First of all, Xaviera Hollander is NOT in this film. She was a hot commodity in popular culture in the early 1970s, having recently published THE HAPPY HOOKER, and her image and pronouncements about sexual freedom were feeding the media's newly liberated interest in libidinous matters. The producers of this film apparently thought they could safely use Ms. Hollander's name without fear of libel or other legal action, and so far as I know they got away with it. A character named "Xaviera Hollander" is played by Samantha McLaren ("McClearn" in the on-screen credits).
I recently got to watch the hardcore version of THE LIFE AND TIMES OF XAVIERA HOLLANDER about thirty-five years after seeing it in a theater in north Florida. In 1975, the legal authorities there considered hardcore porn as out of step with "community standards" and didn't allow it to be exhibited, so the version that I (and several hundred other community degenerates -- the downtown theater was packed!) got to see then was optically censored -- i.e., in the long shots, close-ups of Samantha were inserted over the offending portion of the larger image, and I assume that certain hardcore closeups were eliminated altogether. So there were no images of penises or contact involving the male organ. (The hardcore DVD version I saw, from Video-X-Pix, has a couple of these "censored" shots in the early limousine sequence.) That's also why the narration by Xaviera laps over into the sex scenes -- while you're watching the sexual performers doin' the nasty, she's pontificating offscreen about why married men cheat on their wives and the joys of oral sex. In the censored version, she was saying these things on camera as her image obscured the really graphic moments.
By the standards of contemporary adult films, the sex scenes in THE LIFE AND TIMES OF XAVIERA HOLLANDER, while frequent, are rather tame and poorly directed. The film's single "girl-girl" scene seems to have been lit entirely by a fireplace, and the lighting in some other scenes is about as murky and "artistic." I don't doubt that porn can be artful, but as the late critic Jim Holliday used to say, porn films are first and foremost about people having sex. There is also a paucity of close-ups; most of the scenes are filmed in long shots. The filmmakers (who seem to have adopted the film's X-rating on their own, without consulting the MPAA) apparently wanted to make a hardcore film that wasn't too graphic and could easily be re-edited to qualify for an R-rating and wider theatrical release. That wasn't unusual during the 1970s -- the first decade of legal hardcore porn in the United States -- but it certainly lessens the erotic impact.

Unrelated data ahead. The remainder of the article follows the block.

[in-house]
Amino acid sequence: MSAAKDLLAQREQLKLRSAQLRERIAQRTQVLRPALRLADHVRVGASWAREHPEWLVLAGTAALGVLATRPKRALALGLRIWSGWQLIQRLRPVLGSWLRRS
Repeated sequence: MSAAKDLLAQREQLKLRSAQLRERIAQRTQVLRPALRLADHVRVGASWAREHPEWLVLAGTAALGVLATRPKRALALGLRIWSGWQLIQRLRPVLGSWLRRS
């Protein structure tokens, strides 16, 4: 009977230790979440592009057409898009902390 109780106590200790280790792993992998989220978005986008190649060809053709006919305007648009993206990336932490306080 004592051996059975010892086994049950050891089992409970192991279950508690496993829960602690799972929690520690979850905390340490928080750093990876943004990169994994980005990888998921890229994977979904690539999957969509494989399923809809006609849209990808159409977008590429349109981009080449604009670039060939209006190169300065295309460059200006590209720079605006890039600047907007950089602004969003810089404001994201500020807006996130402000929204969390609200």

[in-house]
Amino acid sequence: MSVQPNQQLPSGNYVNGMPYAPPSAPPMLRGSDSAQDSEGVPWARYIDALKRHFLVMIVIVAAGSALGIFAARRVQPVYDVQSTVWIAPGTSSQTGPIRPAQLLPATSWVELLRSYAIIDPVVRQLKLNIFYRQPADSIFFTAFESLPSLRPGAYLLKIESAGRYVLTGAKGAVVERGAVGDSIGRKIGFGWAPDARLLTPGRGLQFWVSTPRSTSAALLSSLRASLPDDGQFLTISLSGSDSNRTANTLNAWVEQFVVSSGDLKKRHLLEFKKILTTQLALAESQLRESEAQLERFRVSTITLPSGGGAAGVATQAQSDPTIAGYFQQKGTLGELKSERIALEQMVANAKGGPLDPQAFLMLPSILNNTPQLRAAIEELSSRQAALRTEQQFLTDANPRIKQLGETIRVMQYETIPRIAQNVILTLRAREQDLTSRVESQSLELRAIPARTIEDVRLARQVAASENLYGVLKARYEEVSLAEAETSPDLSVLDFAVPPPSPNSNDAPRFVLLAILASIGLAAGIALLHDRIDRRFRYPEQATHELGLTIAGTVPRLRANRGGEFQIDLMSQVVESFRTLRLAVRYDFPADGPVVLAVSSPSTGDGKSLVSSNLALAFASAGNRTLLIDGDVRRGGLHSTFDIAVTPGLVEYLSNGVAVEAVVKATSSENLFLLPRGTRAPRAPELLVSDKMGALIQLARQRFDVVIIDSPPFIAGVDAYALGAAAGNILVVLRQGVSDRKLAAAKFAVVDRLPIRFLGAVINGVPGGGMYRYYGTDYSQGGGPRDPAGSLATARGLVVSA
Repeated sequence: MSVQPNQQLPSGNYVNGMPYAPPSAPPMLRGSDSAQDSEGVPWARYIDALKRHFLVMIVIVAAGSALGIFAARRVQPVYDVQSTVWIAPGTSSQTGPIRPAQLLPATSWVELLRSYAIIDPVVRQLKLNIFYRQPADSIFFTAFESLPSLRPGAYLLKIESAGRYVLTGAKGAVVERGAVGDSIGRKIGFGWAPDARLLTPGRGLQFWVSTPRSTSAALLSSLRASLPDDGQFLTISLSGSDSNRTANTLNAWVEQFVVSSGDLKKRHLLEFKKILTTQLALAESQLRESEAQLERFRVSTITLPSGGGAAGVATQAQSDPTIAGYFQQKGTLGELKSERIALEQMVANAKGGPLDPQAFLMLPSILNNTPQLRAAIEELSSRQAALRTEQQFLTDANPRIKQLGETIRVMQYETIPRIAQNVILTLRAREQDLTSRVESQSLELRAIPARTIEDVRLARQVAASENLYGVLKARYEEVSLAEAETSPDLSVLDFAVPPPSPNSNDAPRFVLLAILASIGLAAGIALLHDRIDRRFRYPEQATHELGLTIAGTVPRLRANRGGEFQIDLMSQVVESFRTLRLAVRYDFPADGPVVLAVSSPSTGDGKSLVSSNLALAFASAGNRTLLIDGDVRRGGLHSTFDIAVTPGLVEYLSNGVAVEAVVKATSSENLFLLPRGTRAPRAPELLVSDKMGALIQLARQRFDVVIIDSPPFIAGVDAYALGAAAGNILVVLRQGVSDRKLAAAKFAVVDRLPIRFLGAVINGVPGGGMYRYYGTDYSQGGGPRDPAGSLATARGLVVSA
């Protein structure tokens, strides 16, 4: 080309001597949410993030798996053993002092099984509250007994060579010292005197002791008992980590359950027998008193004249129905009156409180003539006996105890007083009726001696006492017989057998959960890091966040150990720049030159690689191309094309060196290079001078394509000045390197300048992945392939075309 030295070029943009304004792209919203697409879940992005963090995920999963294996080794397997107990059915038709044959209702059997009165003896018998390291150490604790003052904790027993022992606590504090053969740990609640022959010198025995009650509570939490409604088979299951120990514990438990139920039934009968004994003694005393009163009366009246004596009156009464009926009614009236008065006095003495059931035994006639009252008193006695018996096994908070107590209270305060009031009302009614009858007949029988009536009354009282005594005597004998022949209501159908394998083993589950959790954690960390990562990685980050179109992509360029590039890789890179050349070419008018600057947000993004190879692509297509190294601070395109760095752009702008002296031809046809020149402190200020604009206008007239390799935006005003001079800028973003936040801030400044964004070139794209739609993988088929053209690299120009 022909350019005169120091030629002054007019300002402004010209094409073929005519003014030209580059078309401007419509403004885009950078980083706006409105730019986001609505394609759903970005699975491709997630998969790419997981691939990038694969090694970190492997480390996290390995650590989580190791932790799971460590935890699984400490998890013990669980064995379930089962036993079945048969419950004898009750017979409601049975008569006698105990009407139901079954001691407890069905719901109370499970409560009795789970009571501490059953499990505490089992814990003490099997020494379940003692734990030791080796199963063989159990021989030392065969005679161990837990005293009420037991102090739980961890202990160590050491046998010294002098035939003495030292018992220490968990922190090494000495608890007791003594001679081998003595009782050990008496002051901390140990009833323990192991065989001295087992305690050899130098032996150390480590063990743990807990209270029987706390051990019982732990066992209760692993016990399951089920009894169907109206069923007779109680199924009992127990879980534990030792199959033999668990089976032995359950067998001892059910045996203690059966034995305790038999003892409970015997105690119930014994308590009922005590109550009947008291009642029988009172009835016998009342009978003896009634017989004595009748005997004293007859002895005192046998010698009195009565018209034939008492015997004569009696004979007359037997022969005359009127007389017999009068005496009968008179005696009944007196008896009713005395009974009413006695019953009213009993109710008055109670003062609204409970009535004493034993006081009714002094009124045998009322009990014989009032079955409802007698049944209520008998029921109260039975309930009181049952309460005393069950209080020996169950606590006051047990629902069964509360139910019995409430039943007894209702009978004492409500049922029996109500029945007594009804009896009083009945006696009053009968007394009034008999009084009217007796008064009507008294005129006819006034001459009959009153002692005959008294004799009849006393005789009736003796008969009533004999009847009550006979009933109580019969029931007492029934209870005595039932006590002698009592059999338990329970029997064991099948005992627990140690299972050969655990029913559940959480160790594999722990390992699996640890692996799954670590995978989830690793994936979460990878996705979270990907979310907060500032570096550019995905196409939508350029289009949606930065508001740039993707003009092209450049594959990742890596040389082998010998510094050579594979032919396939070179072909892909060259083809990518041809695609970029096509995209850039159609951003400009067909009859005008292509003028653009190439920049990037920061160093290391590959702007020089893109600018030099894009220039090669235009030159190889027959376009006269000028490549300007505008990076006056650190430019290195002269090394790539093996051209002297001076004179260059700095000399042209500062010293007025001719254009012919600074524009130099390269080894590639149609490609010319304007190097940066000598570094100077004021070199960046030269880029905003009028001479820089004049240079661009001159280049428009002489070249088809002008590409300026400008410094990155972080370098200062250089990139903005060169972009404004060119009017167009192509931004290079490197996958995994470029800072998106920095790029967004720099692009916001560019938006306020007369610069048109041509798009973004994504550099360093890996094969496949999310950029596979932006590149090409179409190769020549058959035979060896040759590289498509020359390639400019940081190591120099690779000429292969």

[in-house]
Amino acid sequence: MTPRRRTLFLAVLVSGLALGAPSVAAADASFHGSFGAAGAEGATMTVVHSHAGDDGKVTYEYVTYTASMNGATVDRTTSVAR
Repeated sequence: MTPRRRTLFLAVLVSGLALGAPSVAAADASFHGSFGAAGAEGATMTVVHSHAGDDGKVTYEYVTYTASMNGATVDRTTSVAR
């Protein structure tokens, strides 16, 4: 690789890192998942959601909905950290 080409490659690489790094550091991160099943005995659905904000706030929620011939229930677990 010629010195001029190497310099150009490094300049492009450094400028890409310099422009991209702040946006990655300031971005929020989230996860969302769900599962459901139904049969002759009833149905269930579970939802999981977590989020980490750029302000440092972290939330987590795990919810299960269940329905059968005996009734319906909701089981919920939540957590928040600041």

The film's "Xaviera Hollander" character makes no references to the real Happy Hooker's life. (For one thing, she's an all-American gal, not Dutch.) She simply goes through a series of sex scenes and, supposedly, a transition from schoolgirl to successful madam. McLaren was a reasonably attractive woman by the standards of '70s porn, and she seems to perform exuberantly. Most of the other women in the film appear only a single scene, and while pleasant looking, they don't appear especially interested. The leading men are mostly stalwarts of early '70s California porn, including Rick Cassidy, Ric Lutze, and a young John Holmes, who is almost unrecognizable save for his extraordinary male appendage. (I firmly believe that special lenses and tiny women made it look larger than life!) So whatever happened to Ms. McLaren? She made only one other film that I know of, and then seems to have disappeared from both adult movies and the mainstream.
Interestingly, the producer/director of this film, Larry G. Spangler, apparently had never made a sex film before and never would again. He came out of the ranks of low-budget exploitation movies -- notably, THE LEGEND OF NEGRO CHARLEY(1972) (the IMDb site won't accept this review if I write down the accurate title that IMDb itself has listed) and two more Fred Williamson westerns -- and would go on to produce some more mainstream stuff, like CHANEL SOLITAIRE (1981). One wonders if the legal hassles over this kind of movie led him to avoid future porn film enterprises.
So -- don't go looking for THE LIFE AND TIMES OF XAVIERA HOLLANDER thinking you're going to get to see the Happy Hooker doin' it on-screen. And unless you are just really into retroporn, you're not going to find this film either very arousing or entertaining. It's a relic of its time, when Hollywood was still wondering if porn films were going to go mainstream. Thanks to the conservative legal atmosphere of the Nixon era (the Sexual Counter-Revolution spawned by the Republican Party and the Religious Right was well underway), that didn't happen. And, thanks to the technological revolution in the entertainment industry brought about by the VCR, porn films wound up finding their own comfortable niche in American pop culture. But there are better ones this this, even vintage c.1974.
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